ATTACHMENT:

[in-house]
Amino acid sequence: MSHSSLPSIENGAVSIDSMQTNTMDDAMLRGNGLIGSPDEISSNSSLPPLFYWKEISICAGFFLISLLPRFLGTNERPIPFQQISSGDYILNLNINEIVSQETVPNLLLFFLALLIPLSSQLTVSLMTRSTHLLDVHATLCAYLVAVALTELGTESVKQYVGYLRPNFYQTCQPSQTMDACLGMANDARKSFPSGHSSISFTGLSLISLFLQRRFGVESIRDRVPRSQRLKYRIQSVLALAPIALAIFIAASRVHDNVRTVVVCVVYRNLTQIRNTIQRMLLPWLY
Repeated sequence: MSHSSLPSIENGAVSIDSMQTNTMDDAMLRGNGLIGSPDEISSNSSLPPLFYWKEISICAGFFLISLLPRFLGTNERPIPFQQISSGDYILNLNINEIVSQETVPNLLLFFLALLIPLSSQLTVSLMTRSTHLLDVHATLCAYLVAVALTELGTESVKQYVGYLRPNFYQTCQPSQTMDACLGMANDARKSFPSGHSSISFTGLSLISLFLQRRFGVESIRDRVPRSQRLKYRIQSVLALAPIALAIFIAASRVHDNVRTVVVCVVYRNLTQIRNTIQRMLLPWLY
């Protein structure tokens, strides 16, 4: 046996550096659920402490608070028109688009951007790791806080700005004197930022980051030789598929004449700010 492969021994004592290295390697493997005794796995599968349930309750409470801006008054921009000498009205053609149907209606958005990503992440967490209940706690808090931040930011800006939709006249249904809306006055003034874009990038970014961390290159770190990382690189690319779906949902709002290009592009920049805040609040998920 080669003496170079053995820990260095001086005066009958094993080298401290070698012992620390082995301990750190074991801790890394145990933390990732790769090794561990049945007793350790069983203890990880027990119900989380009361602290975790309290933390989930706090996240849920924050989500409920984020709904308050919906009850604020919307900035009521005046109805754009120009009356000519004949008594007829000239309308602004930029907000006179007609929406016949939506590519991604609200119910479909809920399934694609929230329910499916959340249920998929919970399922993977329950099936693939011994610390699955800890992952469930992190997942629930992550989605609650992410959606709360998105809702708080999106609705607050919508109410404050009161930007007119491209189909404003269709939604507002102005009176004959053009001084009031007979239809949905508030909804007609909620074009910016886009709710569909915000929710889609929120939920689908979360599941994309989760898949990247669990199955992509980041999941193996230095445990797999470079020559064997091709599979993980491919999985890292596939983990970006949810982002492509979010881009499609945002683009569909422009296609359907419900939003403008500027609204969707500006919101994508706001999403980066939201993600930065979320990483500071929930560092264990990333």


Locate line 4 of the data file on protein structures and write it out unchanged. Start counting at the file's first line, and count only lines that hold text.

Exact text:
């Protein structure tokens, strides 16, 4: 046996550096659920402490608070028109688009951007790791806080700005004197930022980051030789598929004449700010 492969021994004592290295390697493997005794796995599968349930309750409470801006008054921009000498009205053609149907209606958005990503992440967490209940706690808090931040930011800006939709006249249904809306006055003034874009990038970014961390290159770190990382690189690319779906949902709002290009592009920049805040609040998920 080669003496170079053995820990260095001086005066009958094993080298401290070698012992620390082995301990750190074991801790890394145990933390990732790769090794561990049945007793350790069983203890990880027990119900989380009361602290975790309290933390989930706090996240849920924050989500409920984020709904308050919906009850604020919307900035009521005046109805754009120009009356000519004949008594007829000239309308602004930029907000006179007609929406016949939506590519991604609200119910479909809920399934694609929230329910499916959340249920998929919970399922993977329950099936693939011994610390699955800890992952469930992190997942629930992550989605609650992410959606709360998105809702708080999106609705607050919508109410404050009161930007007119491209189909404003269709939604507002102005009176004959053009001084009031007979239809949905508030909804007609909620074009910016886009709710569909915000929710889609929120939920689908979360599941994309989760898949990247669990199955992509980041999941193996230095445990797999470079020559064997091709599979993980491919999985890292596939983990970006949810982002492509979010881009499609945002683009569909422009296609359907419900939003403008500027609204969707500006919101994508706001999403980066939201993600930065979320990483500071929930560092264990990333």